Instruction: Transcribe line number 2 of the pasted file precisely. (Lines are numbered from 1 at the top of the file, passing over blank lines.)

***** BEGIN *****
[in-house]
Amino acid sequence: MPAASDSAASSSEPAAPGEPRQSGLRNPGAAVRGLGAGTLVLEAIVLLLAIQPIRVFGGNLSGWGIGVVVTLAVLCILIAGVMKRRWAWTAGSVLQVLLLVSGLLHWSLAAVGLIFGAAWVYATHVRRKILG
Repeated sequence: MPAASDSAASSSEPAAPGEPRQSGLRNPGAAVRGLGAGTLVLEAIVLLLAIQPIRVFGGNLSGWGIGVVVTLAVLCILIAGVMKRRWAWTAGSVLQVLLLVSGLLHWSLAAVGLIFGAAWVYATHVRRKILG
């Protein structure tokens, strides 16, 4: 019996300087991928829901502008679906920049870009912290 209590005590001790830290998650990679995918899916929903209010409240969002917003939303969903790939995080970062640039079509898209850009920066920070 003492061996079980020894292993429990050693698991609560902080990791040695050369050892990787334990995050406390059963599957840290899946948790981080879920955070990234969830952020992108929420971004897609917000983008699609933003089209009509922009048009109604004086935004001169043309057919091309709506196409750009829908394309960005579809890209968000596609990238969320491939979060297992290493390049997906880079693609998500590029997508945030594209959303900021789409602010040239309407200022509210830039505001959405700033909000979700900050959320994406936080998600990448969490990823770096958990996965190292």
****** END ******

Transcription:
Amino acid sequence: MPAASDSAASSSEPAAPGEPRQSGLRNPGAAVRGLGAGTLVLEAIVLLLAIQPIRVFGGNLSGWGIGVVVTLAVLCILIAGVMKRRWAWTAGSVLQVLLLVSGLLHWSLAAVGLIFGAAWVYATHVRRKILG